Graham Greene

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Greene, Graham

Greene, Graham (Henry Graham Greene), 1904–91, English novelist and playwright. Although most of his works combine elements of the detective story, the spy thriller, and the psychological drama, his novels are essentially parables of the damned. Greene's heroes realize their sins and achieve salvation only through great pain and soul-searching agony. A Roman Catholic convert (1926), he was intensely concerned with the moral problems of humans in relation to God. Some of his 26 novels have been ranked as thrillers, and Greene himself called such works as Stamboul Train (1932; U.S. title, Orient Express) and The Ministry of Fear (1943) “entertainments” to distinguish them from his more serious efforts. His major works, which include Brighton Rock (1938), The Power and the Glory (1940), The Heart of the Matter (1948), and The End of the Affair (1951), mark him as a novelist of high distinction.

Greene was a superb journalist, a sometime British spy, and a world traveler, often courting danger in various international wars and revolutions and participating in local high and low life in dozens of famous and obscure corners of Europe, Asia, Africa, and Latin America. Many of his novels are set in locations with which he had personal experience, sites often of topical journalistic interest: The Quiet American (1955) a prescient account of early American involvement in Vietnam; Our Man in Havana (1958), set in Cuba; A Burnt-Out Case (1961), in the Belgian Congo just before its independence; The Comedians (1966), in François Duvalier's Haiti; and The Captain and the Enemy (1980), in Panama. His fine sense of comedy is displayed in the short-story collection May We Borrow Your Husband? (1967) and the novel Travels with My Aunt (1969). Greene also wrote several plays, including The Living Room (1953) and The Potting Shed (1957), both thinly disguised religious dramas, and The Complaisant Lover (1959), a witty and intelligent play about marriage and infidelity. He also is noted for his essays, travel books, film criticism, and film scripts, including the mystery melodrama The Third Man (1950).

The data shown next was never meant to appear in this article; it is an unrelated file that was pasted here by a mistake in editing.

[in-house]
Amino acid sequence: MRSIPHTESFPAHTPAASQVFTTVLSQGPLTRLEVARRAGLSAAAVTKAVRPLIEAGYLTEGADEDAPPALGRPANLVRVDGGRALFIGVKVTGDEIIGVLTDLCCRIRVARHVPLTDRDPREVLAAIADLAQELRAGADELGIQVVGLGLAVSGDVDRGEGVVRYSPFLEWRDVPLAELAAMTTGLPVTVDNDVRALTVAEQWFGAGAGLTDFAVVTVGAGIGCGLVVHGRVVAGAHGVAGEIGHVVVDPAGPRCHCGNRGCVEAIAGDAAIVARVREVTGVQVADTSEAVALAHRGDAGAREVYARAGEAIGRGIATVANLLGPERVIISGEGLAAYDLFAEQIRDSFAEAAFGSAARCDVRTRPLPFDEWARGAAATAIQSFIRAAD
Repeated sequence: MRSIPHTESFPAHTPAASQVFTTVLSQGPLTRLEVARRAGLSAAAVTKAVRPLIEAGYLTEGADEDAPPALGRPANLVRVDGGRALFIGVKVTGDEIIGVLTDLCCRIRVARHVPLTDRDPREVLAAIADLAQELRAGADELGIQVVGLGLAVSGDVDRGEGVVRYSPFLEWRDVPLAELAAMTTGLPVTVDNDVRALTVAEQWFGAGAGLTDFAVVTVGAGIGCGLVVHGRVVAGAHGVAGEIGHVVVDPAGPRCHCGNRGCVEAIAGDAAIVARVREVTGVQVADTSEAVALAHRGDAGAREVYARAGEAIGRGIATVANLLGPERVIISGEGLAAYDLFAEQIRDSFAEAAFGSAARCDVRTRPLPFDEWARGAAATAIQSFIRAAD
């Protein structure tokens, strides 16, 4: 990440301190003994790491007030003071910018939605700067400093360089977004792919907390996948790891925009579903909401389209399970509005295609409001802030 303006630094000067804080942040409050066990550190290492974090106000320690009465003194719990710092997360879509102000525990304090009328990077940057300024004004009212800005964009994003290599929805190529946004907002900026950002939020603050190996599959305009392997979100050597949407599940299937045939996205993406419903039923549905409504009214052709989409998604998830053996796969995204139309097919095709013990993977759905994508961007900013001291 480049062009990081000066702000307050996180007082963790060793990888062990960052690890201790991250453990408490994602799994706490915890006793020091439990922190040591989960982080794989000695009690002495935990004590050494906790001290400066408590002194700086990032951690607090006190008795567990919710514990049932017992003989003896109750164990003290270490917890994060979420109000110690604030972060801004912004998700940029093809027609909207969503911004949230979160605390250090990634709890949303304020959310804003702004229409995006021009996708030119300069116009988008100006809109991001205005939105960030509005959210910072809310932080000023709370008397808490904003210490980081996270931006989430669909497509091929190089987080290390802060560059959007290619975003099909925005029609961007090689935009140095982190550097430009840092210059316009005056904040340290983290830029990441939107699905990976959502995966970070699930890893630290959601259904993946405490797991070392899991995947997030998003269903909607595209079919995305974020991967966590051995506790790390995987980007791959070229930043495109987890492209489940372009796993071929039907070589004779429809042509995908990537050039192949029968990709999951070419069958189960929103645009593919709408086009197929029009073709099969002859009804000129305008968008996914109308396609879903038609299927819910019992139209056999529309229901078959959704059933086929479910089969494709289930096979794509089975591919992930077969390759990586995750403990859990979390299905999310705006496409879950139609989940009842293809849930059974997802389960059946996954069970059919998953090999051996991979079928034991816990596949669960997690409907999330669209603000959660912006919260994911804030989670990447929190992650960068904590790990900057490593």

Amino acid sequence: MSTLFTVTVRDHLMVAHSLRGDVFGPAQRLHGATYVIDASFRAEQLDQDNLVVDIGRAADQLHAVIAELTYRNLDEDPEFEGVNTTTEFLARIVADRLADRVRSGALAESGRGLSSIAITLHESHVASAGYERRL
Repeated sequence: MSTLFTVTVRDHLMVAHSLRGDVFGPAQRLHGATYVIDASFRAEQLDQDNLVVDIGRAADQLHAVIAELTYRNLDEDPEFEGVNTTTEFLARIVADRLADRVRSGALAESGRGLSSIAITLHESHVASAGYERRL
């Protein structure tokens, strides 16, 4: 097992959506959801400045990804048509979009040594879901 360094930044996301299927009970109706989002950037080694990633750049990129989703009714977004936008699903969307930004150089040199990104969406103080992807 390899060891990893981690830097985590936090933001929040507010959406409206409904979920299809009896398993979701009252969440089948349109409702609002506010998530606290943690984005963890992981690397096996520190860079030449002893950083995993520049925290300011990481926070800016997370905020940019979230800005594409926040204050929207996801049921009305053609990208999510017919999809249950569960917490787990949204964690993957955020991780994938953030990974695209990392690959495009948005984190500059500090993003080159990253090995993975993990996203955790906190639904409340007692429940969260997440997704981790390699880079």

See his autobiographies (1971, 1980) and his posthumously published A World of My Own: A Dream Diary (1995); S. Hazzard, Greene on Capri: A Memoir (2000); R. Greene, ed., Graham Greene: A Life in Letters (2008); biographies by M. Shelden (1994) and N. Sherry (3 vol., 1989–2004); studies by H. J. Donaghy (1983), A. A. De Vitis (1986), and J. Meyers, ed. (1990).

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The following article is from The Great Soviet Encyclopedia (1979). It might be outdated or ideologically biased.

Greene, Graham


Born Oct. 2, 1904. in London. English author.

Greene studied at Oxford University. His novels are permeated with meditations on people who have been maimed by social conditions (England Made Me, 1935). The sincere nobility of his heroes contrasts with the heartlessness of adherents of morals and religion (The Power and the Glory, 1940; The Heart of the Matter, 1948. Russian translation. 1960). In The Quiet American (1955, Russian translation 1959), which is set in Vietnam, and Our Man in Havana (1958, Russian translation. 1959) Greene exposes US imperialist policies. The Comedians (1966, Russian translation, 1966) is filled with an angry condemnation of the fascist dictatorship in Haiti. In A Burnt-out Case (1961, Russian translation, 1964), Greene showed the self-sacrifice of the staff of a hospital for lepers. Greene visited the USSR in 1957 and 1960.